This pumpkin was fun to do using some mixed media. I took a 12×16 canvas board and with a trowel spread on some modeling paste. I then took a sponge and dabbed it all over the canvas to give it a sponge-type texture. I knocked down any really large peaks with a palette knife. Then I let the board dry thoroughly. In AZ, that can be two to four hours. Others might need to wait 24 hrs. I then used a light gray mixture of acrylic paint and painted the board. I then transferred my pumpkin pattern. I use graphite paper to transfer. On this I used a gray color of transfer paper. For the background colors, I used a creamy mixture of paint to cover the gray. Afterwards, I used a dry brush to overlay some paint onto the textured surface. The pumpkin itself, I used mostly dry brushing and just added layers of white. In the crevases of the pumpkin, I used a wash of asphaltum, some green, and some blue. I also added some orange in places as some additional color enhancing. Then, a little more dry brushing white highlights. The pumpkin stem is asphaltum and white. This was a fun painting. The pattern and lesson was from AB Jones through Plaid. I love that the texture affected this painting when creating a 3D effect. /per
I belong to the FB group Let’s Paint with Plaid, https://www.facebook.com/groups/letspaintwithplaid I enjoy Andy B Jones as a teacher, as well as Chris Williams. This FB group is like a loving family community. The group offers free tutorials every Tuesday and Thursday. They are also affiliated with Plaid Crafts and some of the studio lessons and monthly lessons are awesome. They also recently started a Master Class that people can register to participate.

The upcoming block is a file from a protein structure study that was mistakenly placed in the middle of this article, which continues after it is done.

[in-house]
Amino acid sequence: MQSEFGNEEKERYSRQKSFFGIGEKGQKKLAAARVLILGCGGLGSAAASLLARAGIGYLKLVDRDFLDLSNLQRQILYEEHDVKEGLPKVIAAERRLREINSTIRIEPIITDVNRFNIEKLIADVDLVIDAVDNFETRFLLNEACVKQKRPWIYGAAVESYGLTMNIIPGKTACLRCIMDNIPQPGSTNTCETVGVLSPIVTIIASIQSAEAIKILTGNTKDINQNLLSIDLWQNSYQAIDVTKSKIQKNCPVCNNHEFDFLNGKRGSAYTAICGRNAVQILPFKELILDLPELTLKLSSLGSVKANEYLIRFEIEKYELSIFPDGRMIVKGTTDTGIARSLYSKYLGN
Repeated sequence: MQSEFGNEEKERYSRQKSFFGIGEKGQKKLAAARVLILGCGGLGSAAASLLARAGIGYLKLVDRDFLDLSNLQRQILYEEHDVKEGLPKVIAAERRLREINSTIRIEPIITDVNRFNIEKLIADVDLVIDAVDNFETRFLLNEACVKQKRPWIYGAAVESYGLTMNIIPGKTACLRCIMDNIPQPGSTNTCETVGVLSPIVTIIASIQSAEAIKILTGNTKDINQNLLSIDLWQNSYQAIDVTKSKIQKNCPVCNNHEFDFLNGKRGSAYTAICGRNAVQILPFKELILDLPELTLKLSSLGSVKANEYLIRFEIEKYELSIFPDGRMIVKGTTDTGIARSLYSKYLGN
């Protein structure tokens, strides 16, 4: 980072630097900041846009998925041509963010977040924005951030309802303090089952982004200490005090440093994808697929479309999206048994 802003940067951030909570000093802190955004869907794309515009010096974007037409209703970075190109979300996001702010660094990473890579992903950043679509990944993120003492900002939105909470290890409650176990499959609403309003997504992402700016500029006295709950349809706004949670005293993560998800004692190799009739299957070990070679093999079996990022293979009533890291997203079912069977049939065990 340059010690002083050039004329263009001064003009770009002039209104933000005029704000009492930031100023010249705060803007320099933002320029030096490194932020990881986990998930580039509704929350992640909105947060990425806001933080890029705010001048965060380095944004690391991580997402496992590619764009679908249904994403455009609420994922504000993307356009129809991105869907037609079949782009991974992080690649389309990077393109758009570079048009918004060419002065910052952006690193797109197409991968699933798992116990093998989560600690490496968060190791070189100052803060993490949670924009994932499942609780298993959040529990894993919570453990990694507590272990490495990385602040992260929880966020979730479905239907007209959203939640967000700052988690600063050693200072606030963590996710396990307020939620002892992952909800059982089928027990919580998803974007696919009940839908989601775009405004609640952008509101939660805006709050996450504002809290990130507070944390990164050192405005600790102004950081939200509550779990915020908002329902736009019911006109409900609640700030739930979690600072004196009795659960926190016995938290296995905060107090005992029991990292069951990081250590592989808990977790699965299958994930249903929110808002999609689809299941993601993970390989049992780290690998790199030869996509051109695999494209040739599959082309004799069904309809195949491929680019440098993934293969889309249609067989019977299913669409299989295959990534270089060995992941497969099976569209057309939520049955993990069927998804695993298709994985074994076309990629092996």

I follow Art by David Jansen, http://jansenartstudio.com/ David provides lessons on florals and landscapes, as well as tutorials on YouTube
I follow Feliks Kaparchuck, https://colorbyfeliks.com Feliks also has YouTube tutorials, lessons on his Color by Feliks website, and on his FB page.
I’m following other artists, but these are the ones I frequent the most, thus far. Why? The lack of expensiveness for one reason. I also like their works and lessons. As time rolls on, I will find others I like and will post. /per
I am an Artist! Wow!! It’s been forever to be able to state that I am an artist. Over the years, people recognized some talent, but I never considered myself an artist. What makes an artist an artist? Is it that they publish? Sell? Have a following? I think it is when the artist believes they are an artist. Yes, I’m a person with talents. I sew/tailor, crochet, play a concert flute and a Native American flute, paint, silversmith, potter, sing and others. However, I feel I can call myself an artist now because I feel, in painting, that my talent has grown enough that I can create my own take on ideas, even if I’m taking a class or using somebody’s pattern. I have enough confidence to put my “spin” on the painting. Does this make sense?
Talent is something we learn. It comes easy for some. I learned in high school, that if you don’t at least try something, you might never know what you are capable of accomplishing. I also suppose that some talent is a natural thing, such as being able to carry a tune. But, can carrying a tune also be learned? I learned in grade school to read music. Trust me though, I am not a great singer or flutist. I simply never practiced hard enough. Painting can be learned. There are many technical aspects to painting that if participating in those lessons, one can technically learn to paint. I think painting also takes intuition to know what colors to use, when to “stop”, when a painting might need more. I have not had a lot of technical training in painting, but with the little I have and with my intuition, I am fairly happy with what I have accomplished. I have more to learn and as long as my brain and hands continue to work, I will accomplish more. This is a journey. /per